Despite indicating that she would retire on the velodrome at the first-ever edition of Paris-Roubaix Femmes, veteran road captain Trixi Worrack is enjoying a final flourish of racing with a place on Trek-Segafredo’s roster for The Women’s Tour.
The 40-year-old was set to retire last weekend at the finish of the inaugural Paris-Roubaix Femmes but with Trek-Segafredo short of riders due to crashes and injuries, Worrack was handed a late call up for the Women’s Tour, where she is racing alongside Lizzie Deignan and Chloe Hosking. With several riders, including Elisa Longo Borghini on the treatment table after abandoning the race on stage 1, Worrack may also race Drenthe later in the month.
“Well, I’m here because of Ellen van Dijk [out with concussion] but also because when I did an interview saying Roubaix was my final race, it was back in August and quite early. So that’s why I’m here. It’s late in the season and we’re a bit short of riders. It was always 50-50 about Paris-Roubaix as the last race but last week I knew I was coming here because we also have Elynor [Backstedt] out with a broken collarbone,” she told Cyclingnews.
For now, Worrack isn’t putting an exact date on her retirement and she appears to be enjoying the freedom that comes with simply racing her bike, rather than fixating on a precise point in the calendar.
“We’ll see where I finish because we still have Drenthe coming and we need to see who is sick and who is not sick. These are my last races and I think it’s good like that. I still enjoy racing and I have nothing to lose. We have a good team, and we’ve got good teamwork. It’s good not knowing my final day of racing, it’s less pressure.”
On stage 1 to Banbury, the German helped set up a sprint for Hosking, with the Australian finishing second behind winner Marta Bastianelli (Alè BTC Ljubljana). Trek-Segafredo will have to continue in the race without Longo Borghini who failed to finish but the American squad is determined to win a stage and then address their GC hopes after the time trial.
“It’s not as hilly as previous editions but we’ll see with the time trial and we’ll decide them. First, we’ll try and win a stage, and then we’ll go from there.”
Teutenberg pays tribute
Trek-Segafredo’s directeur sportif Ina-Yoko Teutenberg, who raced with Worrack at both Team Specialized-lululemon and on the German national team, echoed her rider’s assessment of the race and Trek’s ambitions.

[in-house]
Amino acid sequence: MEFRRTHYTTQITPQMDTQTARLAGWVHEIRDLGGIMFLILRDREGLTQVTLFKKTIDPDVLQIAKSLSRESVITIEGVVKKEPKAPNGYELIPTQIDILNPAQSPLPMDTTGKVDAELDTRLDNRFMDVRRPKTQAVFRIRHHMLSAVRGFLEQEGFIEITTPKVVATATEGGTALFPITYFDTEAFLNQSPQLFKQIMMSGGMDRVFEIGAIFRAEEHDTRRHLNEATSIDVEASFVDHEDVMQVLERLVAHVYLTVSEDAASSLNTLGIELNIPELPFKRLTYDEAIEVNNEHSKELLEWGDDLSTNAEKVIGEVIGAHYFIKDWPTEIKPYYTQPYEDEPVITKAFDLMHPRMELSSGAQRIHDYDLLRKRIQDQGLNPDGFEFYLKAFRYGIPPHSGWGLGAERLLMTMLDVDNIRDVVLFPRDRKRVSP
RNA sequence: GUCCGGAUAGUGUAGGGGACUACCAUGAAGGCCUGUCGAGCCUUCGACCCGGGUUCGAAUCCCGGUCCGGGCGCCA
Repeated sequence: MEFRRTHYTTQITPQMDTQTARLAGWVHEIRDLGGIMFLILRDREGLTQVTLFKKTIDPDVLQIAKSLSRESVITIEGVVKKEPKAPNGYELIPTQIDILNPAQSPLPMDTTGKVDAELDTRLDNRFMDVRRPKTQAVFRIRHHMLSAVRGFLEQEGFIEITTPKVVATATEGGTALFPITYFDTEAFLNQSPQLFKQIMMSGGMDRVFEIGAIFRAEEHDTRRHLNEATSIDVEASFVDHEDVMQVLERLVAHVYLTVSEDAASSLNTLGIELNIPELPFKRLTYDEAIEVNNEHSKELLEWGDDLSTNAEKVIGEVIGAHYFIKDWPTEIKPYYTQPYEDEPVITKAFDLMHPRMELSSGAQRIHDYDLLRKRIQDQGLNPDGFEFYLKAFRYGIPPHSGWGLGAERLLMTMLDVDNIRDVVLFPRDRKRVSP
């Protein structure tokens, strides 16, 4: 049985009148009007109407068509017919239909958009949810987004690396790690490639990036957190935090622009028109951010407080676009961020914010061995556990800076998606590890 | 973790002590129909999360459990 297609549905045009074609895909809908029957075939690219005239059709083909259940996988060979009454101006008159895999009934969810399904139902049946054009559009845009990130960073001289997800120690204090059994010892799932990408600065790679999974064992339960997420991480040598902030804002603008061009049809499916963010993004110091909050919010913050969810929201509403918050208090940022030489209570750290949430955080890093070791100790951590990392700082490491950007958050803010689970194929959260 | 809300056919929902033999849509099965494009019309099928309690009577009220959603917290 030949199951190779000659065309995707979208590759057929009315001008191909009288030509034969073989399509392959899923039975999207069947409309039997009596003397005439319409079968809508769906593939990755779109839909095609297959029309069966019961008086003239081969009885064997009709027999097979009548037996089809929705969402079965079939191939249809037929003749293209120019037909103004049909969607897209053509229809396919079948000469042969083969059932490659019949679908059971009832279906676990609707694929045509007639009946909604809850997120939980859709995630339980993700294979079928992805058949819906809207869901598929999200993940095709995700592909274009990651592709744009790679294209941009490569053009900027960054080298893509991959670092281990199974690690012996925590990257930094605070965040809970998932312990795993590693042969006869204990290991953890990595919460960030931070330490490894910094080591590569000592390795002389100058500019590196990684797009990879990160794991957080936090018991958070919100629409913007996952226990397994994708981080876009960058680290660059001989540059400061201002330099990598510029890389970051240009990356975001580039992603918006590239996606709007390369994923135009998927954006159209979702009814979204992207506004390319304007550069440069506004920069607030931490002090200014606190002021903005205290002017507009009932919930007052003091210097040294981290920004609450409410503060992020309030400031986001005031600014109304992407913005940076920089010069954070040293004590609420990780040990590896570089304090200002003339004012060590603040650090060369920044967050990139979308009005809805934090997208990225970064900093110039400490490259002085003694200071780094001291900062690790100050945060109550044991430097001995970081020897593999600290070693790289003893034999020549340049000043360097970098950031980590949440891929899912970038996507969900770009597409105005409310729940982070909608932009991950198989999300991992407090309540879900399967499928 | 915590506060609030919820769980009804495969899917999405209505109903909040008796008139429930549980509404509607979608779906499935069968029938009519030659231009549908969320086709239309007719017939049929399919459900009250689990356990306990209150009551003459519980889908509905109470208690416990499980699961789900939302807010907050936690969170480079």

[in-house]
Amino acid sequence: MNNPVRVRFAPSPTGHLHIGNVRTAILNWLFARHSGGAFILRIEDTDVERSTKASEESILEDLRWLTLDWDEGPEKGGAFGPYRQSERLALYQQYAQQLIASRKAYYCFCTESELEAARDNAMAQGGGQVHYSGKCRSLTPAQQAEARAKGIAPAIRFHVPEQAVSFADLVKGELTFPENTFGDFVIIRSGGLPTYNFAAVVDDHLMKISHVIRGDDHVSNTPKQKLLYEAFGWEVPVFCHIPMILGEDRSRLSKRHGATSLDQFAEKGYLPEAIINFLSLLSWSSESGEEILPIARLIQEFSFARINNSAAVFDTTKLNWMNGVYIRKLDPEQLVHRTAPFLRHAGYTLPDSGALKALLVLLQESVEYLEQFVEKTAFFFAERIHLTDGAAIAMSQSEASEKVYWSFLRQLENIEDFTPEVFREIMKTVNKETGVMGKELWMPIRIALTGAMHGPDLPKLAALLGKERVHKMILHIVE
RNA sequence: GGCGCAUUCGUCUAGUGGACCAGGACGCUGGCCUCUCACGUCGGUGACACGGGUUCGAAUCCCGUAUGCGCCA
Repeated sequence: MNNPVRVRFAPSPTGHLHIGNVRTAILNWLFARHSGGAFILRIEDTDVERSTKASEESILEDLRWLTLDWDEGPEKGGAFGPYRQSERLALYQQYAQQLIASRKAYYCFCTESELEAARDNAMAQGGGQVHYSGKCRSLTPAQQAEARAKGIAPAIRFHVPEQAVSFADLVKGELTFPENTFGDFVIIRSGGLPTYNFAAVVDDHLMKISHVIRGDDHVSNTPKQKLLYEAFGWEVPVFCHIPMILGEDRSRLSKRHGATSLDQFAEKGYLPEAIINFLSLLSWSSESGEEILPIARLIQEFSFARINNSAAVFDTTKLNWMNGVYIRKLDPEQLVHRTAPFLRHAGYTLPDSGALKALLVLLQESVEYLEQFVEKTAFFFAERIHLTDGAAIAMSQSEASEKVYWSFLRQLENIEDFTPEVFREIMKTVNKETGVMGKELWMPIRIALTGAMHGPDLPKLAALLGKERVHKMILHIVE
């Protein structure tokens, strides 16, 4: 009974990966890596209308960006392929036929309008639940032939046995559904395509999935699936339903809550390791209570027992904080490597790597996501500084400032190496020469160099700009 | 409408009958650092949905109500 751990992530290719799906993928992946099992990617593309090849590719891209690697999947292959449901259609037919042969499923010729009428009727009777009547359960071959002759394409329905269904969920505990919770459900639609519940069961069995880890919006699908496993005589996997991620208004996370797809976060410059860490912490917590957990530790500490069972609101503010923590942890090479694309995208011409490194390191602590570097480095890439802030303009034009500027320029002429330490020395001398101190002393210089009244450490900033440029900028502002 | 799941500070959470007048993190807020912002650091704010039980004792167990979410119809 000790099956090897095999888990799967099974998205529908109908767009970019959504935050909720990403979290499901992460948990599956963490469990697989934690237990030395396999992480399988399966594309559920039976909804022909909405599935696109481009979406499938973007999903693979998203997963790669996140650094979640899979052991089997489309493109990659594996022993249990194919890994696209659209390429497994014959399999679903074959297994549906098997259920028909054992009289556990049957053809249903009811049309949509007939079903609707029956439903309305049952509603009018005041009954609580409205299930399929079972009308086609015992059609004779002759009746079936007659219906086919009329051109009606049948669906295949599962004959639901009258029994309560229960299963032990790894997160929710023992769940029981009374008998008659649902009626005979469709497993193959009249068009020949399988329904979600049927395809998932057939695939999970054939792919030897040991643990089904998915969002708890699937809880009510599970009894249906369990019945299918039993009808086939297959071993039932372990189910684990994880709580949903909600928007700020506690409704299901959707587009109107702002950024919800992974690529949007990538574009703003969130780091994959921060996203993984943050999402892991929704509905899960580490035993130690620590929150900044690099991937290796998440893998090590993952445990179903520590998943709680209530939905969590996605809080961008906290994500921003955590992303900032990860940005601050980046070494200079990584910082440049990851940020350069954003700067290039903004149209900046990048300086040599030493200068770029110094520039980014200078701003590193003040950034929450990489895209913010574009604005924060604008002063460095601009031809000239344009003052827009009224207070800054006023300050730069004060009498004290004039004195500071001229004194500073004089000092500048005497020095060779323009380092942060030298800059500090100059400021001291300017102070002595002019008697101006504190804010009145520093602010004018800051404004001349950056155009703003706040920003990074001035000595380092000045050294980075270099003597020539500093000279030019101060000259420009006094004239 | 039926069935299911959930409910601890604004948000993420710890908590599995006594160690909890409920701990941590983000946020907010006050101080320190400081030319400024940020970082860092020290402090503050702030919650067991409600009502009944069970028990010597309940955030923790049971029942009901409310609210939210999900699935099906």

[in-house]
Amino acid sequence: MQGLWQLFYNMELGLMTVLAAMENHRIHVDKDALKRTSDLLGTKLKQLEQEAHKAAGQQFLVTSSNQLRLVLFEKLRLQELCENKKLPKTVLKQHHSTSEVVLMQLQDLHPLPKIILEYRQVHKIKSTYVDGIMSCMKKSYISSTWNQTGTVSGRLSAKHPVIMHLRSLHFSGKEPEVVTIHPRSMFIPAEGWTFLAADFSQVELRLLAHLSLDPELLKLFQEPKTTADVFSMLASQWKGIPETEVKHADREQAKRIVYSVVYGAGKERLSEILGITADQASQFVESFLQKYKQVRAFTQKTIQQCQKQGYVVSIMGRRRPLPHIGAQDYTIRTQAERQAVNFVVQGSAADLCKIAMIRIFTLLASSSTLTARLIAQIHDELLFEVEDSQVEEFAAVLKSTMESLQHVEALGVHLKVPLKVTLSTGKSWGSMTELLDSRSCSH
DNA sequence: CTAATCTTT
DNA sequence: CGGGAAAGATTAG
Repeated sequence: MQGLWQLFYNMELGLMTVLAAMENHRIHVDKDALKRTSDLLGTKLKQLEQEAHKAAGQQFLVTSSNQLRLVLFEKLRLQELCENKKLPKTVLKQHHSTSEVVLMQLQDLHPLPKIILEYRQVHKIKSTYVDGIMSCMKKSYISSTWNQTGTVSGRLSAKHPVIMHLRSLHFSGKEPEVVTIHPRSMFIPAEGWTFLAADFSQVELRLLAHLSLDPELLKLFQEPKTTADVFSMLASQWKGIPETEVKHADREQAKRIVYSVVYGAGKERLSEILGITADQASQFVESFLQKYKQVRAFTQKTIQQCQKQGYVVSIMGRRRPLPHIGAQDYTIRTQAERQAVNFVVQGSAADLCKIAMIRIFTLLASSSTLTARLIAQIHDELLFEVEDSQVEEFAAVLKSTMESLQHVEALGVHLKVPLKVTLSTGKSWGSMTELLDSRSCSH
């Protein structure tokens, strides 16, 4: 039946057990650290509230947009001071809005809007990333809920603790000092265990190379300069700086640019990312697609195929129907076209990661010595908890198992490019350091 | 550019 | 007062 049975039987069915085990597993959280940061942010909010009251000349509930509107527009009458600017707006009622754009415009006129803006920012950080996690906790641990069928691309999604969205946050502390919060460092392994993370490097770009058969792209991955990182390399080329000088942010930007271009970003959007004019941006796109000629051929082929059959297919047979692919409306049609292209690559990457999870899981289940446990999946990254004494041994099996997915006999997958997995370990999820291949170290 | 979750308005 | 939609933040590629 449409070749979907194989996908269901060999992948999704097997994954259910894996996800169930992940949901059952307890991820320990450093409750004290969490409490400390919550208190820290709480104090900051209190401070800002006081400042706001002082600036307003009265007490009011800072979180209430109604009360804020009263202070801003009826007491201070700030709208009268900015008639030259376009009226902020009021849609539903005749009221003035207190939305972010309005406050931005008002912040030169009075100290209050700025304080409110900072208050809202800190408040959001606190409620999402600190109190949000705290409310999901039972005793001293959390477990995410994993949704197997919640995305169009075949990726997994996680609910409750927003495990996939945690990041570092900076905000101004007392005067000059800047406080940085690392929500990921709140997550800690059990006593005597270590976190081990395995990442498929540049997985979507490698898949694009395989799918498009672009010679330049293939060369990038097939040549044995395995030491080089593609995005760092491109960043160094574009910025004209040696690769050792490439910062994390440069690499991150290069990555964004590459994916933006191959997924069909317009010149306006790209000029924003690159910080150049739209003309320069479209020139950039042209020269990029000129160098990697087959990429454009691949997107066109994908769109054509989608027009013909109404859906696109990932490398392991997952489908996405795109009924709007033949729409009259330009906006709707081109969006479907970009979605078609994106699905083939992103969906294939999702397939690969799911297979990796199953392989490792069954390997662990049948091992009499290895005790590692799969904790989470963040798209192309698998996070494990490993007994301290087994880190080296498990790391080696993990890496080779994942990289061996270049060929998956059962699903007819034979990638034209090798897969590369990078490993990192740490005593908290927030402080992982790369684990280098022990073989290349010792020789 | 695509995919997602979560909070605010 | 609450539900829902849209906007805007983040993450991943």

“We want to get a stage win. We were pretty close today. It didn’t work out,” Teutenberg told Cyclingnews at the finish.
“The other girls are tired from Roubaix and it’s really hard mentally because a lot of them did Worlds. The Women’s Tour is always great and it’s good to come but it’s been a long season. Right now, we’re shooting for a stage win. Morale is good but we saw today that Elisa’s body gave up and she’s done for the week. She’s a tough cookie but she’s in pain. We’ll see how many we get to the finish.”
Teutenberg, who retired back in 2013, also paid tribute to Worrack’s longevity and role within the team, stating that while the squad was decked with experienced riders they would ultimately miss Worrack’s calming influence and presence within the squad.
“We started to ride together in 2000 when we were on the national team. She won a lot of big races and then she took on the road captain and leader role for the latter part of her career. That’s a normal process as she knows all the races and how they go,” Teutenberg said.
“She won big races, from stages races to one-day races. She has done some really big things and won medals at Worlds. She has been a really good all-rounder and in the latter stages she’s been a captain and a helper.
“We have riders like Chloe [Hosking] and Audrey Cordon Ragot who are experienced and like to take leadership. We have good back-ups. Her presence is hard to replace but for road captains we do have other people. She brings calmness though. She’s really calm and quiet and that’s good for the team.”
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